By Neto Baptiste
Vice President of the Antigua and Barbuda Football Association (ABFA) and chair of the body’s competitions committee, Gwen Salmon said that contrary to popular belief, the country’s top tier is not heavily populated by imported players.
Responding to questions over concerns that the practice could have a negative impact on the growth and development of local talent, Salmon revealed that over 70 percent of players in the Premier Division and born Antiguans.
“Everybody looks and thinks we have an issue with imported players in the league, but we don’t because I think it is less than seven percent of the league is overseas players and we only had about three teams that were operating like that [with a high percentage of imported players] because 76 percent of the premier league was local players,” she said.
The debate over whether or not there should be a limit to the number of players any one club is allowed to import is one that has dominated the airwaves on countless occasions with clubs seemingly split down the middle and the FA’s executive unwilling to institute a cap on its own.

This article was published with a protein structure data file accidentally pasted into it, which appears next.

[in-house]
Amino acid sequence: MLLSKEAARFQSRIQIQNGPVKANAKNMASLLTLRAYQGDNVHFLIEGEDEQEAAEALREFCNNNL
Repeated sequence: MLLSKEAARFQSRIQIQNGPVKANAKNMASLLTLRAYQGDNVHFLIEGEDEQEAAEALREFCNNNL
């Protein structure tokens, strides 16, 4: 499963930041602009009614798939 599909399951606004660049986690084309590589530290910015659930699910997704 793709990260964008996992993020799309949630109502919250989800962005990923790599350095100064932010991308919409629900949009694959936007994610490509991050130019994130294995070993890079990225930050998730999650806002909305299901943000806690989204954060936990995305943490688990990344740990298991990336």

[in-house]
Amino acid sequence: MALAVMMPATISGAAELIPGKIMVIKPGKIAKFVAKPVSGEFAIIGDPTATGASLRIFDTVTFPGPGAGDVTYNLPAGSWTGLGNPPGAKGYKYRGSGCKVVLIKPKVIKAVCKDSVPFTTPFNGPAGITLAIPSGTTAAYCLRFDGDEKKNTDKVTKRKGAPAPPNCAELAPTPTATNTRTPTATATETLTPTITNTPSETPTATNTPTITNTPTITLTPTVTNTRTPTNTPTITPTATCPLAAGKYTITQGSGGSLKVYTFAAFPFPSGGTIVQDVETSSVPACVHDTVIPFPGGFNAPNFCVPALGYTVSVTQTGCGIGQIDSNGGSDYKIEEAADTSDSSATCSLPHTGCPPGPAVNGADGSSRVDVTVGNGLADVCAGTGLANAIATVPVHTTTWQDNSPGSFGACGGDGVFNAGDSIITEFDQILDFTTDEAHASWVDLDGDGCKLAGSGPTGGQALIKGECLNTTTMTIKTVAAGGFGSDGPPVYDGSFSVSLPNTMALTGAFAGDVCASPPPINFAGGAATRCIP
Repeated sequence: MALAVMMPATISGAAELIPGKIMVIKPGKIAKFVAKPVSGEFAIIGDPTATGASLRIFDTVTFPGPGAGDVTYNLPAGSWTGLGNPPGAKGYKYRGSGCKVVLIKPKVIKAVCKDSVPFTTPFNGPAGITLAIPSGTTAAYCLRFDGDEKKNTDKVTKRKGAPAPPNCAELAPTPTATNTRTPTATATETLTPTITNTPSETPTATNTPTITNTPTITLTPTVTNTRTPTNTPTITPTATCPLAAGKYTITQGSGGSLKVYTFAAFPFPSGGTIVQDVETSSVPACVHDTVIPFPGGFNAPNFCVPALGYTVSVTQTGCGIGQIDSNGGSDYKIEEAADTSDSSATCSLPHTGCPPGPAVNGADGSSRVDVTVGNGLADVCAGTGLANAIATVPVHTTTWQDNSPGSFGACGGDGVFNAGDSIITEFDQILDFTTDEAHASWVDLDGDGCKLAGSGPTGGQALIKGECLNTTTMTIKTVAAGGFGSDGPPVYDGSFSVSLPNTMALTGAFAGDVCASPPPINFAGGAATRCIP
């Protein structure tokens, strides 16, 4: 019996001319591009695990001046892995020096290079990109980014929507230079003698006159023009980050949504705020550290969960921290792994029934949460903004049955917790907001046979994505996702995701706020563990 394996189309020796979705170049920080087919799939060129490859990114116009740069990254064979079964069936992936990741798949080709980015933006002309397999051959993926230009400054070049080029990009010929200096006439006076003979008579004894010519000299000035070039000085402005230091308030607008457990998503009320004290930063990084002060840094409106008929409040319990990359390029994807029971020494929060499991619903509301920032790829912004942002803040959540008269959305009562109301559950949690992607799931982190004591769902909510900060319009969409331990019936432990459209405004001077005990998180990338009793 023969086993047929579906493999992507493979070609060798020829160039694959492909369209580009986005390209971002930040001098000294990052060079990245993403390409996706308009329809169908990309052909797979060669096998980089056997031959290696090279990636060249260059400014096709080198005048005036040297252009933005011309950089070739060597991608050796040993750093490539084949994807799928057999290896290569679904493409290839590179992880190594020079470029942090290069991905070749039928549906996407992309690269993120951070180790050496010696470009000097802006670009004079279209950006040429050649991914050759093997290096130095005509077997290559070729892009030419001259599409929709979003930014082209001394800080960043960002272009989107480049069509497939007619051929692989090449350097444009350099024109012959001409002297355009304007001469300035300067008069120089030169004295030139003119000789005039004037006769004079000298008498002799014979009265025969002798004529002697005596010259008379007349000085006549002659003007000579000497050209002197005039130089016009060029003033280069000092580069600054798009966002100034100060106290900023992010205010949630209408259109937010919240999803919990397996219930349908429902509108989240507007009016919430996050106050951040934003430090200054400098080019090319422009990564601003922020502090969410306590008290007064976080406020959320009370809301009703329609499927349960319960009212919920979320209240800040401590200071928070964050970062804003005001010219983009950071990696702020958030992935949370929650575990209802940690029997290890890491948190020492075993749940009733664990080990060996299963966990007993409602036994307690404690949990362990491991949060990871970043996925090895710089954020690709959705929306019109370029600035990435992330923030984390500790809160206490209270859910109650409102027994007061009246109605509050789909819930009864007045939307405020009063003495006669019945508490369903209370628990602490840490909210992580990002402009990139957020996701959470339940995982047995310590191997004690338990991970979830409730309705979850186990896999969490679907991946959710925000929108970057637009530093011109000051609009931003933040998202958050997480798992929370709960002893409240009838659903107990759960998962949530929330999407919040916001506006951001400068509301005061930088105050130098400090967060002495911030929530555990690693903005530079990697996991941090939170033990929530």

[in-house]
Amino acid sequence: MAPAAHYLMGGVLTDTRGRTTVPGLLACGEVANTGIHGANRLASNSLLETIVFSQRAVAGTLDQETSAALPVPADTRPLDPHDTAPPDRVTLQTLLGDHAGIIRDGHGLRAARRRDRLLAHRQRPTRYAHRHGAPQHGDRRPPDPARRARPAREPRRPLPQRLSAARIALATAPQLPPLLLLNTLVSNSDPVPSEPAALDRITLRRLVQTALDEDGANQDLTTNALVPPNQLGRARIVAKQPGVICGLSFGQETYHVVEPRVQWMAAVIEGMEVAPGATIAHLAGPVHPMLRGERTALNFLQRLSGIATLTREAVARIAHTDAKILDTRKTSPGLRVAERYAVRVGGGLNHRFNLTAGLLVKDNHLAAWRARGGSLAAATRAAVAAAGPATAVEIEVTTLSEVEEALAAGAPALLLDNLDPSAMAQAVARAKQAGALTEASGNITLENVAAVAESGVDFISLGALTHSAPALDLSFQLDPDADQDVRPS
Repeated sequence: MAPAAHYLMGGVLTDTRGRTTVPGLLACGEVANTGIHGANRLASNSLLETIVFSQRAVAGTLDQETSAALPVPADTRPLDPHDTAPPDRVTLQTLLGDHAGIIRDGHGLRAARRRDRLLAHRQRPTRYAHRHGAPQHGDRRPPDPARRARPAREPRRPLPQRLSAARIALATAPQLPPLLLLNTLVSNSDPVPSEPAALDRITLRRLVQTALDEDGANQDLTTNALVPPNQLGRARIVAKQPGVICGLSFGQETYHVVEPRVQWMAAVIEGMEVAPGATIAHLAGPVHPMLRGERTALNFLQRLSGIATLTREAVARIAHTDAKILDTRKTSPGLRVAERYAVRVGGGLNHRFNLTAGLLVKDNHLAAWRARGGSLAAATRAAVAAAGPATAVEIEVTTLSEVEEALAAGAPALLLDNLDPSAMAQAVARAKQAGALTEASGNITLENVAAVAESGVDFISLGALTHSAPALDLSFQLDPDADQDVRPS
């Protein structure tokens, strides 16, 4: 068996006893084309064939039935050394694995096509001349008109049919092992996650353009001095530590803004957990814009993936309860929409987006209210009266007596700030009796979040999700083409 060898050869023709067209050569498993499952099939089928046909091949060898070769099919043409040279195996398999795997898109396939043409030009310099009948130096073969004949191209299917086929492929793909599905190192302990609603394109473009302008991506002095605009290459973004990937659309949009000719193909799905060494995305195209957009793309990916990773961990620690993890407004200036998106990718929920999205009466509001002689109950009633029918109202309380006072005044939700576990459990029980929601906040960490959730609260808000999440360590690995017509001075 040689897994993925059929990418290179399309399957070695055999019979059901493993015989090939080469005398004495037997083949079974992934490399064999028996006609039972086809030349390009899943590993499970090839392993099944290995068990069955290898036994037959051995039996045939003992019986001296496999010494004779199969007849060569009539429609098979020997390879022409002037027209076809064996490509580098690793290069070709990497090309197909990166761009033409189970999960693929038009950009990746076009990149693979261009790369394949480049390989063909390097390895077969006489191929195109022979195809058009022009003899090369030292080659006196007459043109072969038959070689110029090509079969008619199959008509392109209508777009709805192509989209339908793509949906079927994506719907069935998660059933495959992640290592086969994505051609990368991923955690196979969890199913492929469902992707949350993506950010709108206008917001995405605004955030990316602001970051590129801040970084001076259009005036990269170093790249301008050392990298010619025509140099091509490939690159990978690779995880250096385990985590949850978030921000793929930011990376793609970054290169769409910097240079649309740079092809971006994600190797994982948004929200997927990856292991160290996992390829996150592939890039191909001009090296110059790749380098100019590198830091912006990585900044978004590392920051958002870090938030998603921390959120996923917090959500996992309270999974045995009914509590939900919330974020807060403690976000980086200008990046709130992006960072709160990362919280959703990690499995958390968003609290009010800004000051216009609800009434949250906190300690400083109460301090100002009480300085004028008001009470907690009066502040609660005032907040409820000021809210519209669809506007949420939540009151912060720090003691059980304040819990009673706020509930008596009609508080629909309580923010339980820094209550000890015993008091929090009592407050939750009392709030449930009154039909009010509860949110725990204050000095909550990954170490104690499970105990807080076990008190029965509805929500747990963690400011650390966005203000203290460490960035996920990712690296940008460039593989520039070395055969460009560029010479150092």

Salmon, who is also president of former Premier Division champions, Greenbay Hoppers FC, said that a large portion of players thought to be imported are player who have been living in the country for quite some time.
“There were also players who were playing in the league that have been living in Antigua but they are not Antiguans and they are registered by the clubs and you ask for their nationality they state where they are from so we can’t say that everybody was imported because they were living in the country,” she said.
At least two Premier Division clubs imported a high volume of players during the 2019/20 domestic season with one club having as much as 13 at one stage. The 2019/20 season ended prematurely when, in March 2020, the country recorded its first case of the coronavirus.